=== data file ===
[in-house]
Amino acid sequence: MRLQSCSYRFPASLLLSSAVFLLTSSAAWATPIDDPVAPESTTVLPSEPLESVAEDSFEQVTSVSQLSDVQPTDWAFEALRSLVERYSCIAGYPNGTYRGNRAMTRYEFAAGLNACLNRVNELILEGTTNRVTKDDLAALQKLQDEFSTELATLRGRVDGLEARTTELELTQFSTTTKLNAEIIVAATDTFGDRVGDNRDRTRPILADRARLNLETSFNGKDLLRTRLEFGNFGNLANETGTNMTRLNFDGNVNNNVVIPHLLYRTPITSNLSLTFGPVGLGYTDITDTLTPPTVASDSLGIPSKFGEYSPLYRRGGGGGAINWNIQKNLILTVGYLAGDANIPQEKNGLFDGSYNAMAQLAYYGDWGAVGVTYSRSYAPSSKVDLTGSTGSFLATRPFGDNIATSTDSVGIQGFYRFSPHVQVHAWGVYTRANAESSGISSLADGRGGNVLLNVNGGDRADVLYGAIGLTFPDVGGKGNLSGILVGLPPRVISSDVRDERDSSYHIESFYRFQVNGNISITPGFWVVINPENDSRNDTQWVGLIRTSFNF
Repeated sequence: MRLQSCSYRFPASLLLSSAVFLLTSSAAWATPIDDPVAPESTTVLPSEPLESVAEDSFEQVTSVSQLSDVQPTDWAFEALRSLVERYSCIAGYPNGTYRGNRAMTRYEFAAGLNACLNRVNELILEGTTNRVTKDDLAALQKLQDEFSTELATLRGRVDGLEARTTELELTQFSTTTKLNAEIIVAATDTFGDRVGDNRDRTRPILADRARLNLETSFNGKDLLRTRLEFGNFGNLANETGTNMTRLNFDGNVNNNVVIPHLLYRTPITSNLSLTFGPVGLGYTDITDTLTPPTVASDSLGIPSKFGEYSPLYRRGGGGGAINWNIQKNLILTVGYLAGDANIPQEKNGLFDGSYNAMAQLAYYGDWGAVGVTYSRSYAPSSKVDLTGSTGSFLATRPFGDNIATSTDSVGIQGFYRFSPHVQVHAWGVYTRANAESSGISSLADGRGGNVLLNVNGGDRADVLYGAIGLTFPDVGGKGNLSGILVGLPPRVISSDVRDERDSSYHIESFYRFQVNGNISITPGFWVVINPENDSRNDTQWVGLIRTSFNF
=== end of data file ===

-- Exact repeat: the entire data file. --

[in-house]
Amino acid sequence: MRLQSCSYRFPASLLLSSAVFLLTSSAAWATPIDDPVAPESTTVLPSEPLESVAEDSFEQVTSVSQLSDVQPTDWAFEALRSLVERYSCIAGYPNGTYRGNRAMTRYEFAAGLNACLNRVNELILEGTTNRVTKDDLAALQKLQDEFSTELATLRGRVDGLEARTTELELTQFSTTTKLNAEIIVAATDTFGDRVGDNRDRTRPILADRARLNLETSFNGKDLLRTRLEFGNFGNLANETGTNMTRLNFDGNVNNNVVIPHLLYRTPITSNLSLTFGPVGLGYTDITDTLTPPTVASDSLGIPSKFGEYSPLYRRGGGGGAINWNIQKNLILTVGYLAGDANIPQEKNGLFDGSYNAMAQLAYYGDWGAVGVTYSRSYAPSSKVDLTGSTGSFLATRPFGDNIATSTDSVGIQGFYRFSPHVQVHAWGVYTRANAESSGISSLADGRGGNVLLNVNGGDRADVLYGAIGLTFPDVGGKGNLSGILVGLPPRVISSDVRDERDSSYHIESFYRFQVNGNISITPGFWVVINPENDSRNDTQWVGLIRTSFNF
Repeated sequence: MRLQSCSYRFPASLLLSSAVFLLTSSAAWATPIDDPVAPESTTVLPSEPLESVAEDSFEQVTSVSQLSDVQPTDWAFEALRSLVERYSCIAGYPNGTYRGNRAMTRYEFAAGLNACLNRVNELILEGTTNRVTKDDLAALQKLQDEFSTELATLRGRVDGLEARTTELELTQFSTTTKLNAEIIVAATDTFGDRVGDNRDRTRPILADRARLNLETSFNGKDLLRTRLEFGNFGNLANETGTNMTRLNFDGNVNNNVVIPHLLYRTPITSNLSLTFGPVGLGYTDITDTLTPPTVASDSLGIPSKFGEYSPLYRRGGGGGAINWNIQKNLILTVGYLAGDANIPQEKNGLFDGSYNAMAQLAYYGDWGAVGVTYSRSYAPSSKVDLTGSTGSFLATRPFGDNIATSTDSVGIQGFYRFSPHVQVHAWGVYTRANAESSGISSLADGRGGNVLLNVNGGDRADVLYGAIGLTFPDVGGKGNLSGILVGLPPRVISSDVRDERDSSYHIESFYRFQVNGNISITPGFWVVINPENDSRNDTQWVGLIRTSFNF